Sargentini’s report may encounter several political and institutional obstacles next week. Two Fidesz MEPs are accusing the claimants of playing with the procedural rules of the European Parliament.
Others speculate higher political motivations could hijack the discussion. Tamás Deutch, the member of European People’s Party (EPP), suspects that the European Parliament will employ “procedural tricks” to ensure that a motion to launch a sanctions procedure against Hungary passes when the legislative body votes on it next week, daily Magyar Idők said on Friday. However, according to Index.hu’s analysis, there couldn’t be a worse time than next week for the final vote.
Changing rules could be critical to Sargentini’s faction as the election could end up having a high rate of abstention due to many EPP members choosing not to vote against Fidesz. If this scenario happens, they won’t receive two-thirds support for launching the Article 7 procedure which would suspend Hungary’s rights inside the EU. If these votes don’t end up counting, the elections against Hungary could result in a two-thirds majority.
Another EPP member Kinga Gál, also a Fidesz MEP, criticised the EP’s voting rules in an earlier interview with Magyar Idők, saying: “It’s funny that they’re questioning our adherence to the rule of law when they’re trying to circumvent EU law.”
Meanwhile, the Nézőpont Institute claims the report is full of double standards. They draw attention to the fact that many of the points criticized by Sargentini are already being enforced in other member states. For instance, separate administrative courts exist in Austria, France, and Luxemburg. They also note that Hungary’s exit from the Open Government Partnership is not unique, as countries like Austria, Belgium, and Slovenia are not members of the organization either. In regards to academic freedom and foreign founded universities, they noted that Greece and the Czech Republic have stricter regulations.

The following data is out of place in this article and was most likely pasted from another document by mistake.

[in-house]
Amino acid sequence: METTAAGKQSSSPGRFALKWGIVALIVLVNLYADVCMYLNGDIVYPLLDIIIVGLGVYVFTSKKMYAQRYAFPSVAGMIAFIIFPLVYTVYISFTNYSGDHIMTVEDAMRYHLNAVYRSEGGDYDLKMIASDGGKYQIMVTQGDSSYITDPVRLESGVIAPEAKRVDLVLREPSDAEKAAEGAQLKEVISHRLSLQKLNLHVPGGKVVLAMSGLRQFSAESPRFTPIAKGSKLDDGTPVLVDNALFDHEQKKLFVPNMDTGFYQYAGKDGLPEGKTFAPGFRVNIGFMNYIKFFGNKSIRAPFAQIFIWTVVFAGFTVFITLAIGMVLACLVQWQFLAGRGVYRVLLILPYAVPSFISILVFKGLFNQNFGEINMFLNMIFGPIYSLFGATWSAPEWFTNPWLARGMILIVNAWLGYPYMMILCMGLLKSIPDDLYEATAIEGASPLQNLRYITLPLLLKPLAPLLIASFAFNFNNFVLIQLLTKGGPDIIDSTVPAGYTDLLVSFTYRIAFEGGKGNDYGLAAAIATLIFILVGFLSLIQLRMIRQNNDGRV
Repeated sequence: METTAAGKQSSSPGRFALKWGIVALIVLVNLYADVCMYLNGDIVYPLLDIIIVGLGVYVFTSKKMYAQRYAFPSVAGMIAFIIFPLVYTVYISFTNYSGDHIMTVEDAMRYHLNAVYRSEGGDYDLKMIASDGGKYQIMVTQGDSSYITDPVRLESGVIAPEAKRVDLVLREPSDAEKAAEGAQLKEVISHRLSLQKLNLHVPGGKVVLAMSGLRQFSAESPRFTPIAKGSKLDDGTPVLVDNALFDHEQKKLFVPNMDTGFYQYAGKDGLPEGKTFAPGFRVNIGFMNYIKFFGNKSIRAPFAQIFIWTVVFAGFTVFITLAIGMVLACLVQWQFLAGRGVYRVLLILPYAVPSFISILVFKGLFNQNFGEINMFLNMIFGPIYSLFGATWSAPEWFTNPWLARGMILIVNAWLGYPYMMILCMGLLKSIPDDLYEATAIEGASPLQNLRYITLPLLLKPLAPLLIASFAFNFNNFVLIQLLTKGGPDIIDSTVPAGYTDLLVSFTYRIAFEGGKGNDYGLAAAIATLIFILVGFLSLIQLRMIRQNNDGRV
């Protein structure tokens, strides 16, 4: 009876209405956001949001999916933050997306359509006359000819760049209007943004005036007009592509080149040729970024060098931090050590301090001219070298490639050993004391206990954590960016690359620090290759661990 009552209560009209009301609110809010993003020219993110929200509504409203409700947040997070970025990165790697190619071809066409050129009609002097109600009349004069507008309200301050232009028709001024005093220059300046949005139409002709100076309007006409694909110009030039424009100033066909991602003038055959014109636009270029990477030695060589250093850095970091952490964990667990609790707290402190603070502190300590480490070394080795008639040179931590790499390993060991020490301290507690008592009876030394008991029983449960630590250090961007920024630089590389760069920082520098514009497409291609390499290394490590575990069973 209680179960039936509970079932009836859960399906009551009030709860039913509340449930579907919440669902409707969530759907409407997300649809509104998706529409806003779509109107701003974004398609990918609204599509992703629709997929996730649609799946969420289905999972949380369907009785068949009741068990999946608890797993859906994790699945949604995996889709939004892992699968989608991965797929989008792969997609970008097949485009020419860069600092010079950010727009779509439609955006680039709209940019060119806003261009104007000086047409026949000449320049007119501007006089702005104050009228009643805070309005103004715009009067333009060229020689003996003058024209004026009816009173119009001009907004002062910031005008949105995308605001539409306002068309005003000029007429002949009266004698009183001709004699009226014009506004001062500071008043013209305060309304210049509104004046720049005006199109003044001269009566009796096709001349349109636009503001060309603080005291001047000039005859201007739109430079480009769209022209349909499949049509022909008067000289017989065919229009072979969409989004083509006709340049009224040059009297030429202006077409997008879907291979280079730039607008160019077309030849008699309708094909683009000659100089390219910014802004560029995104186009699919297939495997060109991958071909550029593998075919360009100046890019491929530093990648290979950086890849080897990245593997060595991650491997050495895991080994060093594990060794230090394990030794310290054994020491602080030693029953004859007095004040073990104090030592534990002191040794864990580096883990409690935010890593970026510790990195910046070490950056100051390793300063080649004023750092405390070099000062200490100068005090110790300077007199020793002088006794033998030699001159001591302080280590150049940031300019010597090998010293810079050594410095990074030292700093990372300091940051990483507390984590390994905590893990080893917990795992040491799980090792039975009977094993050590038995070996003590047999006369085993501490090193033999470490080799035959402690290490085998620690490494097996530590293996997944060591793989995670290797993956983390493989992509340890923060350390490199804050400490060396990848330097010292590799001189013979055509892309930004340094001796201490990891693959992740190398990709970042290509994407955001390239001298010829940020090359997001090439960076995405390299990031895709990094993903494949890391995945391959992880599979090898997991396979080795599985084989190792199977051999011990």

The timing is working in Fidesz’s favor
Yesterday, Judith Sargentini admitted to HVG that the report has come out a bit late: the European Commission has been looking for potential ways to get involved in Hungarian affairs and she claims there wasn’t enough political motivation to warrant steps against Viktor Orbán’s government due to Fidesz’s membership in the EPP.
However, according to Index.hu’s analysis, there couldn’t be a worse time than next week for the final vote. The timing is especially unfortunate for EPP’S leader, Manfred Weber, who announced his desire to be the face of the party in the EP election campaign just yesterday. Dividing the EPP over Orbán is the last thing Weber needs while running for election. Already in a tenuous situation, Weber will have to navigate between his good relationship with the PM and his duty to not support Orbán if his actions go against European values.
The newspaper claims that Jean-Claude Juncker, President of the European Commission and EPP member, doesn’t like the idea of holding the vote next week as it would be right after his last state of the union speech. The disputes over the report would deliver a message of discord, opposing Junker’s vision of the importance of European unity.